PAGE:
During my 2016 cycling trip from Greece to England, I spent just over a week bicycle touring in Albania. There's no need to tell me it's not long enough – I already know! Don't worry I will return next year and spend 6-8 weeks cycling in Albania to do it properly! In the mean time, here is the route I took through Albania, along with daily YouTube vlogs and other information you might find useful if you are planning to travel there yourself.
Bicycle Touring in Albania
I should start by saying that I normally do a full write up of my time on the road when I am on a bike tour. On this Greece to England cycle trip though, I have also started vlogging, which includes a commentary track. As a result, I think the daily videos (vlogs) are a better record of what happened on a day to day basis during the tour. There's no point in me creating extra work for myself by transcribing the videos, so I have just embedded them in this blog post along with the route data I recorded as I cycled.
If you are interested in Albania, or plan on bicycle touring in Albania, I strongly recommend you check the vlogs out, as there is tonnes of information there for you! You can see the vlogs and route information directly below here. If you carry on reading to the end of the article, you will also find some useful tips and general information for bicycle touring in Albania. I also have an Albania Travel Guide from a previous trip to the country. This guide to Tirana Tourist Attractions should also be useful.
Wednesday 18th May 2016 Day 11 – Cycling from Ksamil to Gjirokaster
Thursday 19th May 2016 Day 12 – Day off in Gjirokaster
As it took a fair bit of effort to get up to the old town section of Gjirokaster, I decided to stay to have a look around! Here's a little video I put together.
Friday 20th May 2016 Day 13 – Cycling from Gjirokaster to Fier
Saturday 21st May 2016 Day 14 – Cycling from Fier to Durrres
Sunday 22nd May 2016 Day 15 – Cycling from Durres to Schkoder
Monday 23rd May 2016 Day 16 – Cycling from Schkoder to Ulcinj in Montenegro
Tips for Bicycle Touring in Albania
Is it safe – I have to say, that I believe Albania is Europe's friendliest country! The people are warm, welcoming, and almost over-the-top in the way they want to treat you. It is hard to put into words, so I encourage you to visit Albania to see for yourself!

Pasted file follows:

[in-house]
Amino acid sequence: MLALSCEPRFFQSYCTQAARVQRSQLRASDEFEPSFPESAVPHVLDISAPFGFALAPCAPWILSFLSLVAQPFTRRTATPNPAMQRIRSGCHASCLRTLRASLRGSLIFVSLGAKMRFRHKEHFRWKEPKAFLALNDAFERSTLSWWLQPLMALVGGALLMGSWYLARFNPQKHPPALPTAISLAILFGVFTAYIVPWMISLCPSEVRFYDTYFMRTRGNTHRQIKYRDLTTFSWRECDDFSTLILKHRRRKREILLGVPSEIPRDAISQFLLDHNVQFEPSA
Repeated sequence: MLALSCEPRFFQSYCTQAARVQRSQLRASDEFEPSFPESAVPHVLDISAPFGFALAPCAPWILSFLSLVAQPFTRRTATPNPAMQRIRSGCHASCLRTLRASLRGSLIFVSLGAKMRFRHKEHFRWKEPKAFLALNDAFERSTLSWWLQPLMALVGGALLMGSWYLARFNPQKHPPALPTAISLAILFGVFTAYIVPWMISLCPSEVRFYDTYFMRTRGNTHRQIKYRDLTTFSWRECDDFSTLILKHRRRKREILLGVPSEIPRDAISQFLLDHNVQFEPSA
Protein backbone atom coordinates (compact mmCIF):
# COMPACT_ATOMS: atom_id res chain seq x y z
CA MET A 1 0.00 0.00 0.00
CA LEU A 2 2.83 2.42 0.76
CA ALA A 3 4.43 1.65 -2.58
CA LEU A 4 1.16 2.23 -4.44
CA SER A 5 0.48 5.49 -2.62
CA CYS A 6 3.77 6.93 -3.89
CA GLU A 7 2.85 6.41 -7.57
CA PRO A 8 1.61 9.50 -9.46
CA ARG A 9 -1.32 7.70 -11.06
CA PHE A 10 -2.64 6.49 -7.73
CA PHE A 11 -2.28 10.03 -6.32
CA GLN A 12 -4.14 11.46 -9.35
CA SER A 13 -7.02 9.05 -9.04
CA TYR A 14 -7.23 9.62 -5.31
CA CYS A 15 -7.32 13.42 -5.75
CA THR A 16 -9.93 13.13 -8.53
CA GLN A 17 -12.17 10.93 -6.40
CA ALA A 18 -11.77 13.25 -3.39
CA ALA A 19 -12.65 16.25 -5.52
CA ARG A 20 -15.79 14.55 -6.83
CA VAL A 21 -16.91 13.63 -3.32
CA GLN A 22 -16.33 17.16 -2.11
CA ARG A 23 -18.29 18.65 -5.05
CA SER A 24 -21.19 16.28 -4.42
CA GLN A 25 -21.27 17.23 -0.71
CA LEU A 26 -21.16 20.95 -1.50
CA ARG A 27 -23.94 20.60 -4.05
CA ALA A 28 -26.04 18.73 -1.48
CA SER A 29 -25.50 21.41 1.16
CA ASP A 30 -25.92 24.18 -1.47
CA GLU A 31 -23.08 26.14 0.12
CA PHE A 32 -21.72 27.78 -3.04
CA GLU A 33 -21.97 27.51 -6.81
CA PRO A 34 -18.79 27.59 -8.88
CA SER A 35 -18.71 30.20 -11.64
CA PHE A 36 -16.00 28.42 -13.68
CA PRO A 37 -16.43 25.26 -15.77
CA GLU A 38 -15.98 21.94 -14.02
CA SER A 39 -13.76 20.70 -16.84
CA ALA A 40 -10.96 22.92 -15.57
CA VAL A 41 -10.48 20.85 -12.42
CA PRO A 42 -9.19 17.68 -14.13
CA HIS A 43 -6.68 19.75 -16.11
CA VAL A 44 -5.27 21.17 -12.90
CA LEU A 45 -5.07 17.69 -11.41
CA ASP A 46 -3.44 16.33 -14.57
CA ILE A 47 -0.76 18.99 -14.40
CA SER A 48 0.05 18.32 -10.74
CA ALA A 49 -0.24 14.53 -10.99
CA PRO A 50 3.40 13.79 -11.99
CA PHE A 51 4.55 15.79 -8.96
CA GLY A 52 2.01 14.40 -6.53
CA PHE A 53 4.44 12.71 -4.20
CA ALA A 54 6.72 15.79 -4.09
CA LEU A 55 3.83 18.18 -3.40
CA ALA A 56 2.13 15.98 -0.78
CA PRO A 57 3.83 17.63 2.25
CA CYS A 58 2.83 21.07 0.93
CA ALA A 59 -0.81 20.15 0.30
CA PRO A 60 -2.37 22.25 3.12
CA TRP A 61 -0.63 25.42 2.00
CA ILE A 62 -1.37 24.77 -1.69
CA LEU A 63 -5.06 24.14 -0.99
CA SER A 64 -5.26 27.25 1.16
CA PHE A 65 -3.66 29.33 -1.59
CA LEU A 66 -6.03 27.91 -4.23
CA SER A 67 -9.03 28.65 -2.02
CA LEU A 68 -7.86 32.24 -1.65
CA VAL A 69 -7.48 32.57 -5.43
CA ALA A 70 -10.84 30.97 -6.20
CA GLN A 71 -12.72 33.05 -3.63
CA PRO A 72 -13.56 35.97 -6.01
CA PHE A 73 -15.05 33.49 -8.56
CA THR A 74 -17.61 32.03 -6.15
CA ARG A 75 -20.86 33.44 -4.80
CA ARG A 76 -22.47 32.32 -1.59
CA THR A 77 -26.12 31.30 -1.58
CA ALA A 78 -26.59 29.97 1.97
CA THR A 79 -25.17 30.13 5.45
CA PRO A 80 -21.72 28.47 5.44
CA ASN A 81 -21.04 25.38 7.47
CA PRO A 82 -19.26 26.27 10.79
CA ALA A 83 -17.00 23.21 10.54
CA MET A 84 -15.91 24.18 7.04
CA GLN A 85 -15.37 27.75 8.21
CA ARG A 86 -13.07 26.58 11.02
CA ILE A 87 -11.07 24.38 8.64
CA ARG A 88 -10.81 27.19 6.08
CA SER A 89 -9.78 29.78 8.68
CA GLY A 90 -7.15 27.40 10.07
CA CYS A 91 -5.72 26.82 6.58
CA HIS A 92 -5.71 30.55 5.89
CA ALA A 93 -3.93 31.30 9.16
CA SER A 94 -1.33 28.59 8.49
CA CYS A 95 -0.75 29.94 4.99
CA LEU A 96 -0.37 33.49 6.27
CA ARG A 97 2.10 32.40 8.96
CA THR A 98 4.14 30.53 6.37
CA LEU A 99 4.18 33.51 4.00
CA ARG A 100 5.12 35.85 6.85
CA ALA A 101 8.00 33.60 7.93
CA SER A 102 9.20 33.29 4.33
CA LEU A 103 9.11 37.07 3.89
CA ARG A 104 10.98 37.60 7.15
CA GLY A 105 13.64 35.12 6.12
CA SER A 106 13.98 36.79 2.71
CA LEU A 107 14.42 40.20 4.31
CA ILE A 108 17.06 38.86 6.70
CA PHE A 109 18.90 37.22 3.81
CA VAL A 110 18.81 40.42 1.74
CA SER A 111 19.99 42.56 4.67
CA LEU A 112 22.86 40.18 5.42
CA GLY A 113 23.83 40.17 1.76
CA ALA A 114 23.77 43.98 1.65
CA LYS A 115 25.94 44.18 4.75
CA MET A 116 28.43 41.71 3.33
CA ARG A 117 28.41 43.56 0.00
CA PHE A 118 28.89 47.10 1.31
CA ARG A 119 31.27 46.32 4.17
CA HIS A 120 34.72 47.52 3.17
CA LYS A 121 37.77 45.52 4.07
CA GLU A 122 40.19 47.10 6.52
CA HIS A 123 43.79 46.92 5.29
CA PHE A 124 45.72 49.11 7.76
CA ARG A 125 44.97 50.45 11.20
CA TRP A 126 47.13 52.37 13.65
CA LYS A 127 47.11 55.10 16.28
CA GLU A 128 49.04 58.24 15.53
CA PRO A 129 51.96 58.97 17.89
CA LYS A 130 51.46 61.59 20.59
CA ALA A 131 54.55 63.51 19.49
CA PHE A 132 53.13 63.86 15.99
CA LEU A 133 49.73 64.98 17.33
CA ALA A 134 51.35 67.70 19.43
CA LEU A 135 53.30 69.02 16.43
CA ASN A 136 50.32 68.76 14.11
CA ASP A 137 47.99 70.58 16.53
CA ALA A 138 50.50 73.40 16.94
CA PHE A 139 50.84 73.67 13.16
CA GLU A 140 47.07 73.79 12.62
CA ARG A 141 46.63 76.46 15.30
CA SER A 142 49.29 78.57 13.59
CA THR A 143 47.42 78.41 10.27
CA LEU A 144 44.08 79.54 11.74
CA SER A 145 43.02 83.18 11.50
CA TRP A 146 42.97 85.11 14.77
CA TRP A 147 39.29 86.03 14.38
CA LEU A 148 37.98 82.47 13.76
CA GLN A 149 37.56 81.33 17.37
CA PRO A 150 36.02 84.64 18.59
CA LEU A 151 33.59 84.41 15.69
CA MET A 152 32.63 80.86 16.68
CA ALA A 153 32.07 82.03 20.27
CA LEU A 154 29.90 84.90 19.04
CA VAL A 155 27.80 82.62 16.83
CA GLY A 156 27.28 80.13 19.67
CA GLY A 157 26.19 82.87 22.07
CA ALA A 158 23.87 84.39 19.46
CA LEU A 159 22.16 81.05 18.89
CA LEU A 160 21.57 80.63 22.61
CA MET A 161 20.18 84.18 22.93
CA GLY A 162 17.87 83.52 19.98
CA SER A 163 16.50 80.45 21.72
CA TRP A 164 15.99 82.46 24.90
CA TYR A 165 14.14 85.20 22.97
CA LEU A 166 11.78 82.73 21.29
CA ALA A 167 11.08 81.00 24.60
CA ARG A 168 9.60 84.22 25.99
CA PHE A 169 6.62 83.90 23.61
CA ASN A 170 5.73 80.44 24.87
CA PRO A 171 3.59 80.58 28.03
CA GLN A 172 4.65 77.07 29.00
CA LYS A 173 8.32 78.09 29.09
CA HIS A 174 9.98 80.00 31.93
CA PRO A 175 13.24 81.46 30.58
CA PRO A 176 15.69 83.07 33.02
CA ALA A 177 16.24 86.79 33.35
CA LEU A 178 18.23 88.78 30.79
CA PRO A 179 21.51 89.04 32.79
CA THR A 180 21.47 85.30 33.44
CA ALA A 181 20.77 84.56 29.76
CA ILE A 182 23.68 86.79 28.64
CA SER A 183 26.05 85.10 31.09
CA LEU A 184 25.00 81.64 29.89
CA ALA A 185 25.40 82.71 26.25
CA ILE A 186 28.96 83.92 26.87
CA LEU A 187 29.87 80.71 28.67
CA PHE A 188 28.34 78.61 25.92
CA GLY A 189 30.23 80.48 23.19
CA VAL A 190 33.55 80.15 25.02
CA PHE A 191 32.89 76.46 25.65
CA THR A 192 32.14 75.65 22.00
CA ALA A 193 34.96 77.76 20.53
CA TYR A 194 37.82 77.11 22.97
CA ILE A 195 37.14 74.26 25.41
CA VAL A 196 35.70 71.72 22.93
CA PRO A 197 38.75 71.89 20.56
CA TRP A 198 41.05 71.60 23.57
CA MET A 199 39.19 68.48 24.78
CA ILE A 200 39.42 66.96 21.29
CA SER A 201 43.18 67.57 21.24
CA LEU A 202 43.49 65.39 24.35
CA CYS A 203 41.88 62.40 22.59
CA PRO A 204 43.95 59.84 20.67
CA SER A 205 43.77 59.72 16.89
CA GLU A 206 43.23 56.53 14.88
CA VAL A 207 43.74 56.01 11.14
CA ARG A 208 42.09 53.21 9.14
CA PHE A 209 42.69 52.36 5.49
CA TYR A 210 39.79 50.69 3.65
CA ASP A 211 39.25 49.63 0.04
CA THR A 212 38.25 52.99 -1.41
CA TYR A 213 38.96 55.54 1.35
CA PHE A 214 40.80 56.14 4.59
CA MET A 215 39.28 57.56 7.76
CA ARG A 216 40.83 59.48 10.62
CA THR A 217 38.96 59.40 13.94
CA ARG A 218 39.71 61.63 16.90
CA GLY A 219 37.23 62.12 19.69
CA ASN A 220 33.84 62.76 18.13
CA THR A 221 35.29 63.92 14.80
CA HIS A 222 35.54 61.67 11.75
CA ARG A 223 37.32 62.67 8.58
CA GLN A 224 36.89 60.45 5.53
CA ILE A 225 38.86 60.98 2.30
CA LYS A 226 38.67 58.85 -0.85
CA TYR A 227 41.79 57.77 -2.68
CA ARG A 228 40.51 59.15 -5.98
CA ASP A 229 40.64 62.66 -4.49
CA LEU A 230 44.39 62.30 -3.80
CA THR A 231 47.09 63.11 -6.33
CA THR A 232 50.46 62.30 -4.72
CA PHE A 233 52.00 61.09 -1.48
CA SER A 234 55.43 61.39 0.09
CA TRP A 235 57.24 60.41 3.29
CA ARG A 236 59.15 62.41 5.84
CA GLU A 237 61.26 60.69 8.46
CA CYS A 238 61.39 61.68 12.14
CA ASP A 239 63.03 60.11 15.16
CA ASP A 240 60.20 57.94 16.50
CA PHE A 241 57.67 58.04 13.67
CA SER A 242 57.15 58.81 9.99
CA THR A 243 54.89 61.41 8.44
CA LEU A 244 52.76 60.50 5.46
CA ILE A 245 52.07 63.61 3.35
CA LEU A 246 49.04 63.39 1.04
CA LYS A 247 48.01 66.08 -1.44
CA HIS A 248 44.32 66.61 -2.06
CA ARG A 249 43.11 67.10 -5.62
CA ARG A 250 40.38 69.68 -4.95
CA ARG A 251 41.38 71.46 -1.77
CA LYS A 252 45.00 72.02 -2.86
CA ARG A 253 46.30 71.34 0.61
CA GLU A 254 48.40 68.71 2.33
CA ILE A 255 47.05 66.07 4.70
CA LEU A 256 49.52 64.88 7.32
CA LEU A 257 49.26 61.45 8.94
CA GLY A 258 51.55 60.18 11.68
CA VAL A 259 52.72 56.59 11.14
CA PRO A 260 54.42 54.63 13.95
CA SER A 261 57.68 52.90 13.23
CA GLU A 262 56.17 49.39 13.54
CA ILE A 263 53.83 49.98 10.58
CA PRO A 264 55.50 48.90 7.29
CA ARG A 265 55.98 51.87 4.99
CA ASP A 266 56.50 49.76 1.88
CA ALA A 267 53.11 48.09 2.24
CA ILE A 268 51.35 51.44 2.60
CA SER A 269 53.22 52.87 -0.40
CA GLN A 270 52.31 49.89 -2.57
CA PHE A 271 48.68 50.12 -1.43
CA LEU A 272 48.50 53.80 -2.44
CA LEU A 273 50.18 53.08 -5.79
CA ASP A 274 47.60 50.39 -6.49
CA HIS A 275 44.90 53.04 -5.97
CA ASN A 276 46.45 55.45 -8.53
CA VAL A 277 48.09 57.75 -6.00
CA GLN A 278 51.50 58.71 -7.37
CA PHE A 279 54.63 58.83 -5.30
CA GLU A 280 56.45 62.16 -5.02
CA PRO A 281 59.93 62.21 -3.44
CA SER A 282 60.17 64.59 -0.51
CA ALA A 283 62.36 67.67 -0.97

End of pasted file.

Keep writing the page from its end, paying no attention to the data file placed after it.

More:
Currency – I toured in 2016, and the Albanian Lekh was pegged at 140 to a Euro. In most big towns, I was able to use either currency. In the small villages though, Lekh are preferred. How do you get Lekh? There are plenty of ATM machines in Albania to withdraw Lekh from, you can exchange Euros for Lekh, or you can pay in Euros for goods, and have your change back in Lekh.
Credit Cards – Don't expect to be able to use your credit cards everywhere. Some hotels MAY accept them, but don't bank on it (if you will forgive the pun).
Road Conditions – The road network has improved drastically over the last few years, which makes bicycle touring in Albania relatively easy. The main highways are all sealed and paved, and most major connecting roads are also sealed. get off the beaten track a little though, and you will find dirt and gravel roads galore, especially up in the mountains. I would always recommend long distance bicycle touring with 26 inch wheels (take a look at the Stanforth Kibo+ I used for this trip), but you could cycle from one end of Albania to the other on sealed roads on a road bike if you wanted to.
Road Safety – Much has been written about ‘Crazy Albanian driving'. Is it actually that bad though? If you have just landed from an orderly Northern European country, jumped on your bike, and started pedalling in Tirana, then yes, you will probably think things are chaotic and aggressive. If you have progressed southwards through the continent and reached Albania on your bike, then no, you will probably not think so. I live in Athens, and personally, I think Albanian driving is a lot saner than Athenian driving!
Accommodation – Although I didn't wild camp myself, there are plenty of opportunities around should you wish. In terms of ‘official' camping, there are a number of campsites scattered around, which were priced at 5 Euros a night per person. If hotels are your thing, for between 10 and 15 Euro per night, you can get something half decent, and normally with a breakfast.
You might find these other articles I have written have useful information for bicycle touring in Albania.